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External Beam Therapy

What is external beam therapy and how is it used?
External beam therapy (EBT) is a method for delivering a beam of high-energy x-rays to the location of the patient's tumor. The beam is generated outside the patient (usually by a linear accelerator, see below) and is targeted at the tumor site. These x-rays can destroy the cancer cells and careful treatment planning allows the surrounding normal tissues to be spared. No radioactive sources are placed inside the patient's body.

Who will be involved in this procedure?
Delivery of external beam therapy requires a treatment team, including a radiation oncologist, radiation physicist, dosimetrist and radiation therapist. The radiation oncologist is a physician who evaluates the patient and determines the appropriate therapy. He or she determines what area to treat and how much radiation to deliver. Together with the radiation physicist and the dosimetrist, the radiation oncologist determines what techniques to use to deliver the prescribed dose. The radiation therapists are specially trained technologists who deliver the daily treatments.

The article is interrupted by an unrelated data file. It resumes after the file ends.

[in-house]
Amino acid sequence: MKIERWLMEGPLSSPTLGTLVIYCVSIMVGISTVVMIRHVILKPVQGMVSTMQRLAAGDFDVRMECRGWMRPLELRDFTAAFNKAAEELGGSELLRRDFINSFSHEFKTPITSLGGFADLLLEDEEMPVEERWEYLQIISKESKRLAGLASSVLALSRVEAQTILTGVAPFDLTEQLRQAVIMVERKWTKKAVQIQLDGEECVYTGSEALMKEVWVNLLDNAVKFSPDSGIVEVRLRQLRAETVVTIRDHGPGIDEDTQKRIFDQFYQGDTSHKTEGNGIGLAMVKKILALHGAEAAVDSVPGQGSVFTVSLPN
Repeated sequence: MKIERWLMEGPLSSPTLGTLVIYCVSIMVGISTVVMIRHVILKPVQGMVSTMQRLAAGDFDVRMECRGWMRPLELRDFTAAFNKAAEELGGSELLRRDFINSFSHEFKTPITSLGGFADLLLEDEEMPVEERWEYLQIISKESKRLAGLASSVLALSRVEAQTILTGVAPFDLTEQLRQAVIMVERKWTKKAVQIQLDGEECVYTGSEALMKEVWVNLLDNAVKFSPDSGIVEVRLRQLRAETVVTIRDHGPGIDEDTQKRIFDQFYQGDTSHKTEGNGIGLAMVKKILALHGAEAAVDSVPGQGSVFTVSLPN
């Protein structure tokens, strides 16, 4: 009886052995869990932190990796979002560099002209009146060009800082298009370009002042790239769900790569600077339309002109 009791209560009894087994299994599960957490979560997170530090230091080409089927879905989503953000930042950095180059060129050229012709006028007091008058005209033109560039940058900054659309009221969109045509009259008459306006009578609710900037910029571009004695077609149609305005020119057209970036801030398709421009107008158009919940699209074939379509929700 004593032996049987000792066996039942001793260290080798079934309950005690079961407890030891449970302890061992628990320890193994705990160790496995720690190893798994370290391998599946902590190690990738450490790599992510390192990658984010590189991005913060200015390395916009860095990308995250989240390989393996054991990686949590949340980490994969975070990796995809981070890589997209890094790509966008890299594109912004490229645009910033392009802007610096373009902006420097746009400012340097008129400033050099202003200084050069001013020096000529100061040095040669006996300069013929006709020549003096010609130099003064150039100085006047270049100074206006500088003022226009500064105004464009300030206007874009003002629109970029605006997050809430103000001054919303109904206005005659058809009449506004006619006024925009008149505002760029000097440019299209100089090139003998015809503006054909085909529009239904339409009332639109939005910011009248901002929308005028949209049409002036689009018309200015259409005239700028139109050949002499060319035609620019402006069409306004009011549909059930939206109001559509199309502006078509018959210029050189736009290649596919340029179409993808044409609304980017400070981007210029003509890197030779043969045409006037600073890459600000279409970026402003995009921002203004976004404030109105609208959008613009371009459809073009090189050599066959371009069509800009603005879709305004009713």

What equipment is used?
Radiation oncologists use a machine, called a “linear accelerator,” that creates high energy radiation to kill the cancer. Your radiation oncologist will determine the equipment and strength most suited to your treatment.

How is the treatment delivered?
The radiation therapist brings the patient into the treatment room and places him/her on the treatment couch of the linear accelerator in exactly the same position that was used for simulation using the same immobilization devices. The therapist carefully positions the patient using the alignment lasers and the marks that had been placed on the patient during simulation. The therapist goes outside the room and turns on the linear accelerator from outside. Beams from one or more directions may be used and the beam may be on for as long as several minutes for each field.

The treatment process can take 10 to 30 minutes each day and most of the time is often spent positioning the patient. While receiving treatment, the patient is continually monitored and communicated with to ensure their comfort.

Patients usually receive radiation treatments once a day, five days a week for a total of two to nine weeks. The patient's diagnosis determines the total duration of treatment. Occasionally, treatments are given twice a day.


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